In late 1992 (September 14, Monday) the British pound began a steep decline that made it "leave" the "Exchange Rate Mechanism" on the Wednesday of that week. At the same time the Swedish currency began to decline, the first reaction from the central bank was to try and keep the current fixed exchange rates in place, and they set a target for their equivalent to the federal funds rate ("marginal rate") at 500%. The bank began to sell short term government securities in large amounts but soon realized that market forces were strong, so they lowered their target rate, and let everyone sell what they wanted to sell, and the country saw a large selling of SEK, and SEK denominated papers. Between September 1992 and February 1993 the Swedish currency "TCW" index went from 100 to 125 (20% fall), while the British currency XBP index fell from 200 to 142 (29% fall).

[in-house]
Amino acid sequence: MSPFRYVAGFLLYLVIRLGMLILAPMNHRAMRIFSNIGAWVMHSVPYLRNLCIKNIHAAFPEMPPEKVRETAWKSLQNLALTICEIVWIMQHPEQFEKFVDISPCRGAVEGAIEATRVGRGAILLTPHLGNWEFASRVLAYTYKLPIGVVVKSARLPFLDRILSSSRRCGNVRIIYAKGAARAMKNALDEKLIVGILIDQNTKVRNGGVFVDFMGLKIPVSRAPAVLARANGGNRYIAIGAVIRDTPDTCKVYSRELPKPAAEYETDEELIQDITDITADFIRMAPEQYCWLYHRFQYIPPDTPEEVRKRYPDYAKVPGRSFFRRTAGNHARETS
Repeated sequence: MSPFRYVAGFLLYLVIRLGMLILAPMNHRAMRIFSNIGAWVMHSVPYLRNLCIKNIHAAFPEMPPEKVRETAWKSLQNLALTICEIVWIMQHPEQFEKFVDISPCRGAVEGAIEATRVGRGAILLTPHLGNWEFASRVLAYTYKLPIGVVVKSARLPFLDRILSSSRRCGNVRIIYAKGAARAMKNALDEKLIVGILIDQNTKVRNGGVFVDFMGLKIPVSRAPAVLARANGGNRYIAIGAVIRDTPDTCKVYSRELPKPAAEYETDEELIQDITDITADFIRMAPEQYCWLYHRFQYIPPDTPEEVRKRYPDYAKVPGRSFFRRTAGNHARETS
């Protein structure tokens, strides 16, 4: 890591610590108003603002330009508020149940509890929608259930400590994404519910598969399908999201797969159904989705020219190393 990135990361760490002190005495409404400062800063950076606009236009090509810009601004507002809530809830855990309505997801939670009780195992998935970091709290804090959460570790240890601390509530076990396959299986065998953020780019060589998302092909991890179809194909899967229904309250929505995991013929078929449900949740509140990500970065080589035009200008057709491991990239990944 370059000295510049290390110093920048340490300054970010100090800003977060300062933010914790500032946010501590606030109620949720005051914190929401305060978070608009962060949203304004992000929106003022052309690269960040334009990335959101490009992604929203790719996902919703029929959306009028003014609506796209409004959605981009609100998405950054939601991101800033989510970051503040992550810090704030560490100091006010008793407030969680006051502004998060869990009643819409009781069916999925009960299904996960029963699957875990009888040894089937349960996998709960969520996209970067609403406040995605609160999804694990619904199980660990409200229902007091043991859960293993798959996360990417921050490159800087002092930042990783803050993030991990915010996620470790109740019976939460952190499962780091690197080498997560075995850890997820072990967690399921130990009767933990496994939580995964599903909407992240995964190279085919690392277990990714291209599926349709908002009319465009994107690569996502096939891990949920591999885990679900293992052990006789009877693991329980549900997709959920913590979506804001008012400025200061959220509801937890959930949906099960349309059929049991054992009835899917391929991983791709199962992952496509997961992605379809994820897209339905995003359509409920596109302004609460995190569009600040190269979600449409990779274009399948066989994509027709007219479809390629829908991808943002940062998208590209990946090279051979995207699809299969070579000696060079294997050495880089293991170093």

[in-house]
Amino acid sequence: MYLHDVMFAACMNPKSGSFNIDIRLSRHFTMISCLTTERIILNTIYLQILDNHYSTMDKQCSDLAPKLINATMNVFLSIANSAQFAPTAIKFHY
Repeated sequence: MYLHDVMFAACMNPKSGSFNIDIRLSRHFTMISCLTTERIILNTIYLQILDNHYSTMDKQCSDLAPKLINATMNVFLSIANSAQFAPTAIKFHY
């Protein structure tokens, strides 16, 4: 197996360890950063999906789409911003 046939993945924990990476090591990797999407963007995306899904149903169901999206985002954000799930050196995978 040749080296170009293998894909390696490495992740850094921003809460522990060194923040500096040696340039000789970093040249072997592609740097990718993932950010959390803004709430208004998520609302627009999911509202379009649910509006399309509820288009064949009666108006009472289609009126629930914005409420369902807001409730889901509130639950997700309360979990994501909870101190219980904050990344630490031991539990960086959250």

In these countries, monetarypolicy could be described as the management of short-term interest rates by central banks in pursuit of the domestic policy objectives, usually defined in terms of inflation and economic growth.
Monetary targeting was abandoned in Australia, and in most other countries, because it was found that the monetary aggregates were becoming increasingly unstable and unrelated to the variables of ultimate concern.
Monetarypolicy decisions always have to be made on the basis of imperfect information about economic prospects, and the money and credit aggregates represent part of the information (along with an array of other economic indicators) that can potentially help in making these assessments.
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